Media Coverage of the Election

It appears that our major dailies have decided that the Tories should win this election. I often wonder if newspapers’ editorial boards, come election time, consciously decide to support one party or another, simply through editorial policies. With two elections in such a short time-span, it feels (from a reader’s perspective) that this must be the case. In the last election, the Tories could do right. Their policy announcements were buried deep in the election coverage, while every single gaffe or potentially damaging/contentious issue was plastered across the front page of the Globe and the Post. This election, the exact opposite is happening.

I had wondered if this was simply papers reflecting political momentum – which the Conservatives certainly have more of at this point. But that begs the chicken-and-the-egg question. Are the papers focussing more positively on them because they have momentum, or do they have momentum because of the papers focussing more positively on them?

There’s a well-stated case-in-point in today’s Maisonneuve Media Scout:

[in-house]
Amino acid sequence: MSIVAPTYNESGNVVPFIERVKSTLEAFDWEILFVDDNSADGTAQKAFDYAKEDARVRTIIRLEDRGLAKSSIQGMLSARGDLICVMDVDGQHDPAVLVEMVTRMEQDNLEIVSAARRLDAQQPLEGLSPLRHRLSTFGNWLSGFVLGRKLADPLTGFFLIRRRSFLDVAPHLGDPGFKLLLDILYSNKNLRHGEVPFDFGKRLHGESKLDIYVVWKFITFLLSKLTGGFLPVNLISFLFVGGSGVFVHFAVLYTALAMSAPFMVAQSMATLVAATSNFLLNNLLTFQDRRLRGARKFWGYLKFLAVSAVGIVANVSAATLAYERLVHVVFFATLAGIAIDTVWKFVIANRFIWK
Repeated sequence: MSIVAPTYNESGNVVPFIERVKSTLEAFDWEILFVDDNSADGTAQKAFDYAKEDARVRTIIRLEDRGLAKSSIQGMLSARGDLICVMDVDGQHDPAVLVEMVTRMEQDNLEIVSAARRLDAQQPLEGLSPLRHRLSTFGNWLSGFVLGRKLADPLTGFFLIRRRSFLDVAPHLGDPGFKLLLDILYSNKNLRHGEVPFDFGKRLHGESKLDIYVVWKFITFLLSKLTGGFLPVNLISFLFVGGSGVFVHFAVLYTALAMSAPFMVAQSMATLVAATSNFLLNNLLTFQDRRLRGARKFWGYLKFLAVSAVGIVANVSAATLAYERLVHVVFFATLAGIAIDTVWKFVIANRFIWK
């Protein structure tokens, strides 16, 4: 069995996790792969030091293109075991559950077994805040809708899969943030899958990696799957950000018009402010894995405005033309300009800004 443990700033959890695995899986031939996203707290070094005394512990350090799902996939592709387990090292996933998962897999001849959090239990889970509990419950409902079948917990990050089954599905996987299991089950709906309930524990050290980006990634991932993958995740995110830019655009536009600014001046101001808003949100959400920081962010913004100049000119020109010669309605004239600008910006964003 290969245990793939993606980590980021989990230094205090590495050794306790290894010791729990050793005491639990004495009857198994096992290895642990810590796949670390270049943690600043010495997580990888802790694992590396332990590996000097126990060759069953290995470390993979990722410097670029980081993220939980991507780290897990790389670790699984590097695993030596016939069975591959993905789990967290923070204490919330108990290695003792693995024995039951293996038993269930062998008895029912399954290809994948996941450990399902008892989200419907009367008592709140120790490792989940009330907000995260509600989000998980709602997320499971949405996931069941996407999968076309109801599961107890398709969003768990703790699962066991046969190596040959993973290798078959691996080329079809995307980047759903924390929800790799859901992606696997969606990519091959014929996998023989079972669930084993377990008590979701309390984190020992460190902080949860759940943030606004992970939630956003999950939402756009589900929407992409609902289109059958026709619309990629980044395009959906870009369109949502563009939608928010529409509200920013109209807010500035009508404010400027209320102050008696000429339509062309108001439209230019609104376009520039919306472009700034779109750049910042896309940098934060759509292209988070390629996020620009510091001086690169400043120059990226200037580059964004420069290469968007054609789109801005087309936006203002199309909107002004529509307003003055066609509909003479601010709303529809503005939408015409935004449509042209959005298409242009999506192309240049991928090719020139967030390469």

News that Tory leader (and consensus front-runner) Stephen Harper would re-evaluate Canada’s stance on missile defence and Kyoto while balking at the $5 billion Native aid package promised in November was bumped off the front page of the Globe and relegated to an aside in coverage of Derek Zeisman’s problems in the Post and Citizen. ADQ leader Mario Dumont’s limited endorsement of Harper gets bumped to the very last page of the Globe’s election coverage despite the potential ramifications for Tory and Liberal fortunes in Quebec. While poll numbers and photo-ops are interesting, Canadians vote based on policies. It’s all well and good to spice up your coverage, but when such significant pronouncements are buried or ignored, nobody is being served.

You know that a year ago, all the papers would have been trumpeting about the Conservatives “secret hidden agenda”, playing right into the Liberal’s hands. But not so this year. Major, potentially unpopular or controversial policies are buried deep in the coverage, where only the die-hards will read it, in favour of meaningless poll statistics, or family-relationships of a leader, re-inforcing his hard-fought image of being a “regular guy”